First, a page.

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Dead Denali Wolf

Letters / Fairbanks Daily News-Miner / March 9, 2005

To the editor:

This is in response to the Feb. 26 article on the death of the Toklat wolf pack's alpha female.

I am an avid lover of wolves. I have tattoos and photographs all over my home and office. I have, in fact, had many opportunities to watch and listen to the very same Toklat wolf pack while living in Alaska. The first time I saw them, they weren't 100 yards from my camp. It was an amazing site watching them leave the area up the Savage River valley back into the park.

But, like many Alaskans, I'm also a hunter. Wolf population control is necessary in order to maintain a healthy population of moose and caribou for the residents of Alaska to eat. According to Mr. Haber, the Toklat pack has existed since the late 1930s. Undoubtedly they have lost many alpha females in that time and have continued to survive. Mr. Wallace, the trapper, legally took the wolf and shouldn't be harassed for it. Congratulations, by the way; I know she's a beauty.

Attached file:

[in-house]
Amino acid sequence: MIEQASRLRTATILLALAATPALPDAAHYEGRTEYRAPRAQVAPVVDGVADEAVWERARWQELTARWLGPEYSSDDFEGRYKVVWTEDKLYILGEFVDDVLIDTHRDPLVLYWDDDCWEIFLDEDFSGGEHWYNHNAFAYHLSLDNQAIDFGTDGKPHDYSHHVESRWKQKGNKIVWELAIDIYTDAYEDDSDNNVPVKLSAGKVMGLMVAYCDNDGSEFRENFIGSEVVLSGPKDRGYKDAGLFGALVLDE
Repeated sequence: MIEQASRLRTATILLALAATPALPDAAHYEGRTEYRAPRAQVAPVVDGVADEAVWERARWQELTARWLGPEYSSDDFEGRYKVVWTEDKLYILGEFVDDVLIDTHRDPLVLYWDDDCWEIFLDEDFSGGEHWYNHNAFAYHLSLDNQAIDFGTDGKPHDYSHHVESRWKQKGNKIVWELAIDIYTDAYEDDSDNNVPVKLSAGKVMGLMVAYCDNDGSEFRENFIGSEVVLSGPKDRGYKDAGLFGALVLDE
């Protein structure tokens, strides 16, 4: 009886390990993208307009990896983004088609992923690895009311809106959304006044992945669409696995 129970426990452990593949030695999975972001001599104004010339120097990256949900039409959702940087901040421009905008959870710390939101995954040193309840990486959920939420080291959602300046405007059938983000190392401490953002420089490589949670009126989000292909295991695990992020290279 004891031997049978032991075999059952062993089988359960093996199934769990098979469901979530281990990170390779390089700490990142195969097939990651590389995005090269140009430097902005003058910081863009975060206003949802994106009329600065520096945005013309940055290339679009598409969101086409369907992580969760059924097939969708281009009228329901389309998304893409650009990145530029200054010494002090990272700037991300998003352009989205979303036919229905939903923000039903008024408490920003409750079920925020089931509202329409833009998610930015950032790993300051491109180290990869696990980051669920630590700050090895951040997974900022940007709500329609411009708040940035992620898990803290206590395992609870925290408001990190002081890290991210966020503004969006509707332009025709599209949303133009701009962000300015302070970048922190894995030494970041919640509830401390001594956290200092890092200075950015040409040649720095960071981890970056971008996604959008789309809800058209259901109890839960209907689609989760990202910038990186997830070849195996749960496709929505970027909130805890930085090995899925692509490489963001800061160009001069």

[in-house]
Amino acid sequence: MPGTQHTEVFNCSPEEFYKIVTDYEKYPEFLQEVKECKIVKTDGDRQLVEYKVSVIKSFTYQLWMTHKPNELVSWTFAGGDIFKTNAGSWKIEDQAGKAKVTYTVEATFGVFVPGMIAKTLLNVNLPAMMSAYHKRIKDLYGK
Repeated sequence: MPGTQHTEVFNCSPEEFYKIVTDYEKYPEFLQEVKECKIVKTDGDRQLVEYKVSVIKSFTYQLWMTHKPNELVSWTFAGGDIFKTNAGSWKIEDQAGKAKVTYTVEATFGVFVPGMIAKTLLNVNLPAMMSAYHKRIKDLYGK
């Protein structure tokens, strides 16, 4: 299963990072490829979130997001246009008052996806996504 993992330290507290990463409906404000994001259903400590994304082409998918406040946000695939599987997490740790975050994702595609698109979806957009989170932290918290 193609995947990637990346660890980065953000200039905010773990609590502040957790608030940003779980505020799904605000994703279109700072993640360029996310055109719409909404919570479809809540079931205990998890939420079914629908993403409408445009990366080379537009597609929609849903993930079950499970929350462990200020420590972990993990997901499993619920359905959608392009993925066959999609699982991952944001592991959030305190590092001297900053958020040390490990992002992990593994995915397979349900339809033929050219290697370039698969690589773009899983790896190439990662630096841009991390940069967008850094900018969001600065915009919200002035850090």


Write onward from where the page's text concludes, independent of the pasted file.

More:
Since Mr. Haber's concern is maintaining tourist interests and obviously not overall game population control, perhaps Mr. Wallace did him an indirect favor. Because I know the area where the wolf was taken, I also know the tourists can't see the wolves in that area. Perhaps, now that the wolves have felt the pressure from a trapper, they will move into the park where the tourists can see them.

So what are we left with? An emergency closure to hunting and trapping and increasing an already over-inflated buffer zone due to the loss of one wolf? Yes. The loss of one wolf will spell the end of all wolves in Denali Park. And photo opportunities, slim as they are, are more important to Mr. Haber than sound game management and the livelihood of Alaskans who depend on the game in that area. Priorities. Where are Mr. Haber's? Not with Alaskans. My need to feed my family outweighs my reverence for wolves. The wolves will survive and legal trapping is necessary to keep wolf and other game populations healthy.

Nick Pedersen / Eielson Air Force Base


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